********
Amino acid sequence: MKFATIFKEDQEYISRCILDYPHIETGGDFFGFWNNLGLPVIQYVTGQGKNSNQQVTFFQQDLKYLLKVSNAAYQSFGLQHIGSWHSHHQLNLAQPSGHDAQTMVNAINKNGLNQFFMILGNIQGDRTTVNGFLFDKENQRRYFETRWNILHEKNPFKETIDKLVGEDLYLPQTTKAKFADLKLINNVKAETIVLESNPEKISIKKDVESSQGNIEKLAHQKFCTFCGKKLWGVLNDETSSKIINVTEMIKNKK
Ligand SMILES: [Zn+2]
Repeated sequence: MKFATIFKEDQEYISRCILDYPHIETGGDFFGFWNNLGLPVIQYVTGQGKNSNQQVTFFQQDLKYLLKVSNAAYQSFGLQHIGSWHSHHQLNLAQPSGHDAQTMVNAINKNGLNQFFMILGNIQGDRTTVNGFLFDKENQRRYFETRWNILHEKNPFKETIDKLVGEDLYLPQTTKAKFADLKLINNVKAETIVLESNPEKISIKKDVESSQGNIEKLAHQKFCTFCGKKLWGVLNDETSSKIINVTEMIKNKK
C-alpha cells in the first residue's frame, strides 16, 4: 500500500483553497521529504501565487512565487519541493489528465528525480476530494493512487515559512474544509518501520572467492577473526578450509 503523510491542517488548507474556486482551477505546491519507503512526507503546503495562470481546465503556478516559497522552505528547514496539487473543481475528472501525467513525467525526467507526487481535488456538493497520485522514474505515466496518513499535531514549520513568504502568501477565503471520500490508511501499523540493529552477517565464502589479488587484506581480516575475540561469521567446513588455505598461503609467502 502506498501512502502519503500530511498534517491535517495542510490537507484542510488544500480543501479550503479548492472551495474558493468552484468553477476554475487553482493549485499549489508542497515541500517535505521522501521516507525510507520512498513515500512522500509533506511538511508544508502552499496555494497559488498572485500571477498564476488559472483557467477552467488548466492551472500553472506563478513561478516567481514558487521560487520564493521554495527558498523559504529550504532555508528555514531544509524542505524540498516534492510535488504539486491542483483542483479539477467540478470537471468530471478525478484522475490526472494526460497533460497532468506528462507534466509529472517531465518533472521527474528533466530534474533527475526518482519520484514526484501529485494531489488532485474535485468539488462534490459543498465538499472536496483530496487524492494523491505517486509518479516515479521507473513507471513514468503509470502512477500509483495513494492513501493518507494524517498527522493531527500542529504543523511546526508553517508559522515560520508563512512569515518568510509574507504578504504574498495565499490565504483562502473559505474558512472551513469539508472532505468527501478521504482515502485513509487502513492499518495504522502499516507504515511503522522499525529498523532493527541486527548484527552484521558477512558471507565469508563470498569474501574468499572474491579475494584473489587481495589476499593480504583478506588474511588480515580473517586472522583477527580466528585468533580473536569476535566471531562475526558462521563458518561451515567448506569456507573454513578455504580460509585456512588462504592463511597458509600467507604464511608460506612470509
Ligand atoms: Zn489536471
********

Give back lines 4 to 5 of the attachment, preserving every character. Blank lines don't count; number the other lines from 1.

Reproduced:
C-alpha cells in the first residue's frame, strides 16, 4: 500500500483553497521529504501565487512565487519541493489528465528525480476530494493512487515559512474544509518501520572467492577473526578450509 503523510491542517488548507474556486482551477505546491519507503512526507503546503495562470481546465503556478516559497522552505528547514496539487473543481475528472501525467513525467525526467507526487481535488456538493497520485522514474505515466496518513499535531514549520513568504502568501477565503471520500490508511501499523540493529552477517565464502589479488587484506581480516575475540561469521567446513588455505598461503609467502 502506498501512502502519503500530511498534517491535517495542510490537507484542510488544500480543501479550503479548492472551495474558493468552484468553477476554475487553482493549485499549489508542497515541500517535505521522501521516507525510507520512498513515500512522500509533506511538511508544508502552499496555494497559488498572485500571477498564476488559472483557467477552467488548466492551472500553472506563478513561478516567481514558487521560487520564493521554495527558498523559504529550504532555508528555514531544509524542505524540498516534492510535488504539486491542483483542483479539477467540478470537471468530471478525478484522475490526472494526460497533460497532468506528462507534466509529472517531465518533472521527474528533466530534474533527475526518482519520484514526484501529485494531489488532485474535485468539488462534490459543498465538499472536496483530496487524492494523491505517486509518479516515479521507473513507471513514468503509470502512477500509483495513494492513501493518507494524517498527522493531527500542529504543523511546526508553517508559522515560520508563512512569515518568510509574507504578504504574498495565499490565504483562502473559505474558512472551513469539508472532505468527501478521504482515502485513509487502513492499518495504522502499516507504515511503522522499525529498523532493527541486527548484527552484521558477512558471507565469508563470498569474501574468499572474491579475494584473489587481495589476499593480504583478506588474511588480515580473517586472522583477527580466528585468533580473536569476535566471531562475526558462521563458518561451515567448506569456507573454513578455504580460509585456512588462504592463511597458509600467507604464511608460506612470509
Ligand atoms: Zn489536471